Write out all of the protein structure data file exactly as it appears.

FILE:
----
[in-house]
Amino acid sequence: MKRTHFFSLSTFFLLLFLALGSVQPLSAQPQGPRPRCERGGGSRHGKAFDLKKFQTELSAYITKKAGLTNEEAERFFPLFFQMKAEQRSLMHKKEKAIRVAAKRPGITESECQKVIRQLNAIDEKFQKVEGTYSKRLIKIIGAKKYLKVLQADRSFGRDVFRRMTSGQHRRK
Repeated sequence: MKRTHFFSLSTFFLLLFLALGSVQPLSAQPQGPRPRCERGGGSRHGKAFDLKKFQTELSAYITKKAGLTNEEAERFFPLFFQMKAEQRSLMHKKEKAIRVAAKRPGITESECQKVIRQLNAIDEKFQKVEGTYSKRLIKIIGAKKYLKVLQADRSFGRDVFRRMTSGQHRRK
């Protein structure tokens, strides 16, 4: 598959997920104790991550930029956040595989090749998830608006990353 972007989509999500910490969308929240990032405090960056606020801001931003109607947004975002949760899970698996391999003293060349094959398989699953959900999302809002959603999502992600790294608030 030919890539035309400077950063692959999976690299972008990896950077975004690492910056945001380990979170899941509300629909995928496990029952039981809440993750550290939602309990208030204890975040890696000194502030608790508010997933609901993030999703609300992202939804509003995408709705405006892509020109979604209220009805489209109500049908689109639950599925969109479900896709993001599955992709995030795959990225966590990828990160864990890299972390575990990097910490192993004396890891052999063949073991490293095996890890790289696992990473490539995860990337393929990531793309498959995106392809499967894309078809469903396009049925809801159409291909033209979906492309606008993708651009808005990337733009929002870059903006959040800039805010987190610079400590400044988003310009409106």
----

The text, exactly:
[in-house]
Amino acid sequence: MKRTHFFSLSTFFLLLFLALGSVQPLSAQPQGPRPRCERGGGSRHGKAFDLKKFQTELSAYITKKAGLTNEEAERFFPLFFQMKAEQRSLMHKKEKAIRVAAKRPGITESECQKVIRQLNAIDEKFQKVEGTYSKRLIKIIGAKKYLKVLQADRSFGRDVFRRMTSGQHRRK
Repeated sequence: MKRTHFFSLSTFFLLLFLALGSVQPLSAQPQGPRPRCERGGGSRHGKAFDLKKFQTELSAYITKKAGLTNEEAERFFPLFFQMKAEQRSLMHKKEKAIRVAAKRPGITESECQKVIRQLNAIDEKFQKVEGTYSKRLIKIIGAKKYLKVLQADRSFGRDVFRRMTSGQHRRK
């Protein structure tokens, strides 16, 4: 598959997920104790991550930029956040595989090749998830608006990353 972007989509999500910490969308929240990032405090960056606020801001931003109607947004975002949760899970698996391999003293060349094959398989699953959900999302809002959603999502992600790294608030 030919890539035309400077950063692959999976690299972008990896950077975004690492910056945001380990979170899941509300629909995928496990029952039981809440993750550290939602309990208030204890975040890696000194502030608790508010997933609901993030999703609300992202939804509003995408709705405006892509020109979604209220009805489209109500049908689109639950599925969109479900896709993001599955992709995030795959990225966590990828990160864990890299972390575990990097910490192993004396890891052999063949073991490293095996890890790289696992990473490539995860990337393929990531793309498959995106392809499967894309078809469903396009049925809801159409291909033209979906492309606008993708651009808005990337733009929002870059903006959040800039805010987190610079400590400044988003310009409106």